The way in which alcohol is distributed to consumers plays an important role in influencing drinking behavior and its overall impact on the community. This chapter will focus on identifying the most effective strategies that can be implemented within the retail and hospitality sectors to reduce alcohol-related harms. Strategies that are well supported, solidly researched, and backed-up by complementary activities in other areas (such as consumer education and law enforcement) are generally more successful than measures occurring in isolation and without a supportive policy context. The chapter will discuss what is being done by various stakeholders and offer options for further contributions from the industry and others.


Author: Adrian Botha (Industry Association for Responsible Drinking - ARA, South Africa)

About the Author: Mr. Botha, formerly of SABMiller and an ICAP Board Member, is Executive Director of the Industry Association for Responsible Drinking (ARA), a social aspects organization in South Africa.

Regulations concerning the availability of alcohol beverages—or where, when, and by whom alcohol can be obtained and consumed—are a necessary component of any balanced alcohol policy. However, interventions should be pragmatic taking into account the reality of people’s drinking and consumer demands. This chapter will consider specific measures relating to physical alcohol availability, including legal age limits and the prevalence of noncommercial beverages, and propose new interventions for governments, NGOs, and the industry, to be implemented individually and in partnership.


Author: Godfrey Robson (ICAP Consultant, UK)

About the Author: Mr. Robson is Chairman of Scotland's largest independent company of management consultants and a Director of LloydsTSB Bank Scotland. He is also a Trustee of a major Scottish charity providing health advice and services to young people. He was Head of Economic and Industrial Affairs for Scotland, and subsequently Director of Health Policy of Frontline Consultants, in the Scottish administration. The current Scottish Executive Plan for Action on Alcohol Problems was drawn up under his direction.

This chapter will review the research literature on price and its relationship to alcohol consumption and consider, in the light of this evidence, a wide range of policy options that have commonly been discussed and implemented. The chapter will also propose several recommendations for governments and others on influencing alcohol-related behavior through alcohol duties and economic availability measures directed at particular groups of drinkers, e.g., young people.


Author: Roger Sinclair (Wits University, South Africa)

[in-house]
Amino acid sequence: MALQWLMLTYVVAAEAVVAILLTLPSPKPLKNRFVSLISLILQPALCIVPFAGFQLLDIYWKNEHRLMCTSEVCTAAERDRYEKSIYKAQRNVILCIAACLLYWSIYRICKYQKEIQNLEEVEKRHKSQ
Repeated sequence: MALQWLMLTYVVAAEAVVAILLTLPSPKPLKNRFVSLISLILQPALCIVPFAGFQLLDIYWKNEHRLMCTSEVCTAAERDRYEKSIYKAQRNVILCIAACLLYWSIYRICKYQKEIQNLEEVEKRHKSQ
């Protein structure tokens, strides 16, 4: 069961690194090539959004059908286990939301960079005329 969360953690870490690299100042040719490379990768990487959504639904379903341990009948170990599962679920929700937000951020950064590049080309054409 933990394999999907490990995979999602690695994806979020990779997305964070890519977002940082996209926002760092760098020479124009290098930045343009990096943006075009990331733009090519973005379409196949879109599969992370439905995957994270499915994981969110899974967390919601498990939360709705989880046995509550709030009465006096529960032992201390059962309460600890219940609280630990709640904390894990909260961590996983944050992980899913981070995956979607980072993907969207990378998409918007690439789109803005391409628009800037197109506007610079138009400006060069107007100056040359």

About the Author: Dr. Sinclair is professor emeritus at Wits University in Johannesburg, where he was head of the marketing department. He runs a consultancy that values brands using the methodology.

This chapter will review the history of alcohol marketing, focusing in particular on the development in the past thirty years of industry and government codes that oversee commercial messages. It will also discuss the research on the role of marketing in shaping alcohol-related choices and outcomes. The chapter will conclude with suggestions for improving existing mechanisms to reduce harmful drinking through marketing and outlines possible steps forward.


Author: Brett Bivans (ICAP, USA) and John Orley (Clifford Beers Foundation, UK)

About the Authors: Mr. Bivans is ICAP’s Director of Partnership Development. He is a specialist in public-private partnerships, project management, and corporate social responsibility.

Dr. Orley is a psychiatrist and anthropologist, who worked for 15 years in the Division of Mental Health of the World Health Organization in Geneva, latterly as the Programme Manager.  Since retiring from WHO, he has worked intermittently as a consultant for ICAP on a number of projects.  In addition to this, Dr Orley has since 2000 been Chairman of the Clifford Beers Foundation, a society devoted to the promotion of mental health and the prevention of mental disorders.

This chapter will review the complementing roles of governments, NGOs, and intergovernmental organizations in the context of the proposals being made by the producers. It will present ICAP’s position on the importance of multi-sector partnerships in the alcohol field. It will review existing literature on developing and implementing multi-sector initiatives, provide examples of successful collaboration from ICAP’s and other industry members’ experience, and offer areas where further collaboration is necessary or may be particularly fruitful. It will stress that most recommendations made in the preceding chapters require involvement of multiple stakeholders to succeed.


Authors: Marcus Grant (ICAP, USA) and Mark Leverton (Diageo, UK)

This annex will weave together the book’s key recommendations, presenting a menu of measures to be considered for the WHO Global Strategy on Alcohol and stressing those areas where industry involvement is essential. The annex will also outline the set of principles supported by ICAP and its sponsoring companies.

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Marcus Grant, Mark Leverton